The bird seemed to follow my roving eye As he walked beyond where I lie He seemed to know, with eye I spy - Sitting there that day. He never seemed to have a care No matter for how long I stared Or how controlling was my glare He was there, it seemed, to stay He gave out a little chirp Like page from a book, like an excerpt Like a song performed at a concert He flapped from chair to chair He was regal in nature, and replete He'd had a little bit to eat He walked with ease, with those clawed feet As I got the camera out I realised the camera was obsolete My phone would do better, would always beat The phone's quality, the camera couldn't meet Of that I had no doubt The bird stood atop the chair, to reflect I told him; 'stay there, don't neglect' Attention sent, ne'er deflect To bird sitting on the floor The bird, he turned, to his right Knowing the bird on the floor was within sight He waved his wings, as if in flight Before he moved away Yet how was I to know he was a 'he' He could as well have been a 'she' So long as it was either 'he' or 'she' 'He' must be one or be the other Is this a poem or a diatribe? For until now I've not described What he (or she [or it]) looks like And how it came to be... I happened to be sitting in the rain Under cover, (heat was hot), the day the same Noiselessly the day begane And then continued on... As bird arrived, with clawed feet 'Hello', it seemed to say, 'we meet,' Though nothing was said when we greet We merely doffed our 'hats' Black and white, with long neck His eyes, no matter - oh, what the heck! I still don't know, not now, not yet Perhaps I never will But somehow this bird seemed a friend The way he'd look and turn his head It's hard explaining, even when I knew he wouldn't stay He looked at me, right in the eye Turned his head from left to right Never went out of my sight Well, not now at least, Not yet Looking me right in the eye Makes me wonder; 'Heavens, why?' I didn't push, I didn't pry To find the colour of his eyes That day when we met No matter whether rain or shine With me laying, sitting, there, he's fine Never once did he whinge or whine We talked 'bout little things 'Bout the simple things in life Weather, health, things of that type Simple things bring pleasure, like Bring happiness and fun He's my bird, I hope you see Black and white, he sat with me Not away on some pine tree But close to where I lay My bird finally flew away I said; 'bird, I'll see you another day Even if I'm far away - I'll know just where you are.' I returned and saw you 'round the bend Beaked, clawed, winged, my feathered friend We greeted, like only we Could comprehend - Our story - Close the book... The end.
I knew that I didn't know What I'd never known Before I didn't know I'd always know What I'd had in store I knew you didn't know What I didn't know You knew I knew I'd always know You'd never know What I didn't know - Of you I hadn't known you'd known I didn't know you knew I knew But I'd always know that What you knew of me Was what I knew of you - Too!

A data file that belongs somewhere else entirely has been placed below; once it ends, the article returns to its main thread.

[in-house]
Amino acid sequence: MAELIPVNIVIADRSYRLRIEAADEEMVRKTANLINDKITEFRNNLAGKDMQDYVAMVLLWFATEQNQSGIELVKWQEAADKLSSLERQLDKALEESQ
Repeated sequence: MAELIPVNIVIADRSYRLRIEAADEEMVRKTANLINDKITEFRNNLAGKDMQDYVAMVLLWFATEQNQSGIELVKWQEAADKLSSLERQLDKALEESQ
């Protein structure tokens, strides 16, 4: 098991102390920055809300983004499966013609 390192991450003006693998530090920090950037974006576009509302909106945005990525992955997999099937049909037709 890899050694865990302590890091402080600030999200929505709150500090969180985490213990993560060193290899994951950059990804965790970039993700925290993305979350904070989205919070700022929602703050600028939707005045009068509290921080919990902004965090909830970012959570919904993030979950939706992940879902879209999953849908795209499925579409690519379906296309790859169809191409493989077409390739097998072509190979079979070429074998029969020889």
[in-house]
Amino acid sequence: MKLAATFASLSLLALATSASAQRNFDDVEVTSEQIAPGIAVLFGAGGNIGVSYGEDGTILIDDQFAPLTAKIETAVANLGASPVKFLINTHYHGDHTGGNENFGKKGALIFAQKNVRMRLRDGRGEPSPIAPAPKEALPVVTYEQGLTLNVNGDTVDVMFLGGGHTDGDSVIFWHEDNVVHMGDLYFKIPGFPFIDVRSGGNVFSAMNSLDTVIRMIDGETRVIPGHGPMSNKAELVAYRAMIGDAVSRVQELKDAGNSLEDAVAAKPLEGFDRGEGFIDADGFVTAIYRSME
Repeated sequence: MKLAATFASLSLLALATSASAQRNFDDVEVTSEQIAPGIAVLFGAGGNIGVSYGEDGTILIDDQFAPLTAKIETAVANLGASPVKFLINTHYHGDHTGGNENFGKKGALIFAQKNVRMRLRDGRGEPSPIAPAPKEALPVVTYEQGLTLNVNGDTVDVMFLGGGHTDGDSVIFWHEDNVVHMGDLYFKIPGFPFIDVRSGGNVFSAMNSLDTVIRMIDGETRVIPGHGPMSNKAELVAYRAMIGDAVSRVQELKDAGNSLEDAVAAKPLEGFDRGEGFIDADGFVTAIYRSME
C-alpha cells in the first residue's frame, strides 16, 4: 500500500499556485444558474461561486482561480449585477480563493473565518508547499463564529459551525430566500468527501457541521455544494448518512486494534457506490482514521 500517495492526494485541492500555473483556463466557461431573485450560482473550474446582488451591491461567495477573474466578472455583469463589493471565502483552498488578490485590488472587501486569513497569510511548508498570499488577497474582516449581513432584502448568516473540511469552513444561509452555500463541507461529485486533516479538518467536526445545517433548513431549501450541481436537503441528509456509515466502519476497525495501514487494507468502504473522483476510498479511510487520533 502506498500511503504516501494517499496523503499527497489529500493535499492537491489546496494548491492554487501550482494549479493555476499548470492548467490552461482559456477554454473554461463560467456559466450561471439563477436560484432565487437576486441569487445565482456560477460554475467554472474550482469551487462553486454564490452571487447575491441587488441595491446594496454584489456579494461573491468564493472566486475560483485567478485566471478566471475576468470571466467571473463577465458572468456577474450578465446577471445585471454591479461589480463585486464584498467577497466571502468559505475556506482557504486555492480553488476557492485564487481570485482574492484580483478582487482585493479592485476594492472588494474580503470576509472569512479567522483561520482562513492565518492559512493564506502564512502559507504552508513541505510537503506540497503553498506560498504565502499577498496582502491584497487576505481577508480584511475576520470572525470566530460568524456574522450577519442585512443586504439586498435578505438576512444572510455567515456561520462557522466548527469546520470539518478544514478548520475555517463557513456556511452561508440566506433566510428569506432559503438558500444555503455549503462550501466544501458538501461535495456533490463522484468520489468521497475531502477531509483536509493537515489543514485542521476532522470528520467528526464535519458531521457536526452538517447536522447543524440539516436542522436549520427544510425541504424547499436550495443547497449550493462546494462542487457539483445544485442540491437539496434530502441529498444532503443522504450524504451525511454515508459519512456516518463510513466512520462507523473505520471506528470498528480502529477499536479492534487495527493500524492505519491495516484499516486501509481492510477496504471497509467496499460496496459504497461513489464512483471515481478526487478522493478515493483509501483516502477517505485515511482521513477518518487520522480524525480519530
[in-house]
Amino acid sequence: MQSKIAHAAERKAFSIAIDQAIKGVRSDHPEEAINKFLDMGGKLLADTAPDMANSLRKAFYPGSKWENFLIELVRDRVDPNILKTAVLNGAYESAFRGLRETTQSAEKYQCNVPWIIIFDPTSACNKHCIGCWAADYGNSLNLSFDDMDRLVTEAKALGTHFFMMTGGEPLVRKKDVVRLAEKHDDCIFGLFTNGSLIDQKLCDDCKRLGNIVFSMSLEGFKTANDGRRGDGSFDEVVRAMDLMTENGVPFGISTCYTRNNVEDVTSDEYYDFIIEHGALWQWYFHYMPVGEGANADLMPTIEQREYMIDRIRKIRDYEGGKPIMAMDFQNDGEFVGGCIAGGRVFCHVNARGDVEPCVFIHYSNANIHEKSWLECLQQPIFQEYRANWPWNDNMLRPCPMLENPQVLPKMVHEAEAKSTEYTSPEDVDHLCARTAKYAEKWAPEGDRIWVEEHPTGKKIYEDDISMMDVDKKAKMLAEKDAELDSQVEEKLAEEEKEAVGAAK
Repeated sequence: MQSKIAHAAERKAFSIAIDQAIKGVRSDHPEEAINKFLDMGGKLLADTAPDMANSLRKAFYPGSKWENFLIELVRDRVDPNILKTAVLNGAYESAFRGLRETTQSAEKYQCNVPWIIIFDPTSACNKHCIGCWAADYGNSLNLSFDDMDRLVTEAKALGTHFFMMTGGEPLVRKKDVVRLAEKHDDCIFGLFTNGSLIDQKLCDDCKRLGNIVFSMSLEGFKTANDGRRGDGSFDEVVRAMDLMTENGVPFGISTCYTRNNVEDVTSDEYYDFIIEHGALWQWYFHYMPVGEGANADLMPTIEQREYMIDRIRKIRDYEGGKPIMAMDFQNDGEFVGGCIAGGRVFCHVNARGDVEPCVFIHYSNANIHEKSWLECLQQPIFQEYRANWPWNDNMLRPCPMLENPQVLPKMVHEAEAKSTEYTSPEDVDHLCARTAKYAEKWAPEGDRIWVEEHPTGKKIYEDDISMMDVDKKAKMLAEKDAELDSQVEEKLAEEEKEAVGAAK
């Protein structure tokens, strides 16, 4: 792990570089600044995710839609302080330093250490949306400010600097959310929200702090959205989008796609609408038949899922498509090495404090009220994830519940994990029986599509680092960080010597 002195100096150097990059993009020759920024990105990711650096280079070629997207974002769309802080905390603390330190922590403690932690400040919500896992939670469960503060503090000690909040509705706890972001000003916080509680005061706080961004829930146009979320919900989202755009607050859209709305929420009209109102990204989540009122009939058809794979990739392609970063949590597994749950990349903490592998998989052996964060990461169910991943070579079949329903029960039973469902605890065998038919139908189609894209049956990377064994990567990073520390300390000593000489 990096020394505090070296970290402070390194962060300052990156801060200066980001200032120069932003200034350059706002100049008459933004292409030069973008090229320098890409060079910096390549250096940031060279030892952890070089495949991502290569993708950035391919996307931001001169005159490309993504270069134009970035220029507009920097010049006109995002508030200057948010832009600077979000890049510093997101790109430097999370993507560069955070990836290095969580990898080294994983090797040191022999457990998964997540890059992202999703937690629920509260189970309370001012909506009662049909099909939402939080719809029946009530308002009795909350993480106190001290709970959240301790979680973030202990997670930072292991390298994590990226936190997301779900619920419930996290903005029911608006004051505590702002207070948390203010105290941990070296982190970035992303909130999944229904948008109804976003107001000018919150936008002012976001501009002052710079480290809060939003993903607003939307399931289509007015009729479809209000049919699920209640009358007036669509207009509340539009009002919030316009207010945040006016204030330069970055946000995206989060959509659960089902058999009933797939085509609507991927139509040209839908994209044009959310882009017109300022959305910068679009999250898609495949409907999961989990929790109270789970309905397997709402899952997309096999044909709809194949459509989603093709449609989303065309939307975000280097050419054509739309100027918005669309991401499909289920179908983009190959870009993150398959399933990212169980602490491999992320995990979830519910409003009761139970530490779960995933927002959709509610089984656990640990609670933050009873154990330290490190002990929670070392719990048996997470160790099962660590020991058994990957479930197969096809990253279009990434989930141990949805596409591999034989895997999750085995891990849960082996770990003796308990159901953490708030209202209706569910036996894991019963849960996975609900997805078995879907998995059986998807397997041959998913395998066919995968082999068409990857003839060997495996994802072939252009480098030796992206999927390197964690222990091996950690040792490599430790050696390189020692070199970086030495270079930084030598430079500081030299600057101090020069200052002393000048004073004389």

Taxpayer Thomas’s wife would be on tenterhooks
Wondering what her husband’s response would be
Would he be dejected, shout and yell
Or would he dance and prance with glee
He’d toil away at a job disliked
To pay his family’s way
So he saw his refund as his hard-earned reward,
‘A reward for my troubles,’ he would say
‘Not just your way,’ his wife would add,
‘But paying for those that cannot work,
Like John & Debbie Tucker,
And poor old Nelson & Mary Burke.’
Tom’s finger pressed against the page,
Against the envelope
Pushed it open, took out the note, and said;
‘S**t, it’s gotta be a joke.’
‘Honey,’ his wife said, excitedly,
‘It’s not like you to be obscene.
What on earth can be wrong?
What can it possibly have been?’
‘Look what they’ve done,’ Tom replied,
‘They’ve added a chart to my refund check.
It tells me where my tax dollars go.
Oh, what the bloody heck?’
By now Tom’s wife was adamant
Her husband had gone quite off his tree.
He hadn’t spoken like this before,
Not since his days at sea.
The chart, it was before him
In colors blue, yellow, red and green.
Twenty-three thousand went on welfare,
He wished he hadn’t seen.
Seventeen billion dollars a year
Went on Disability alone.
He’d seen it in the paper
Yesterday, when he was home.
Tom, (well, the taxpayer in him at least)
Threw the paper to the floor,
And said to himself (as you do);
‘I can’t take it anymore.’
His wife was always careful
To see the other side.
‘How could people less fortunate
Get by,’ she said, she sighed.
‘The welfare system exists for a reason
And we taxpayers pay our share.
But at the end of the day,’ Tom’s wife thought,
‘Someone has to care.’
She quietly put her arm around
Her husband’s shoulder, on a whim.
She knew she could mould him.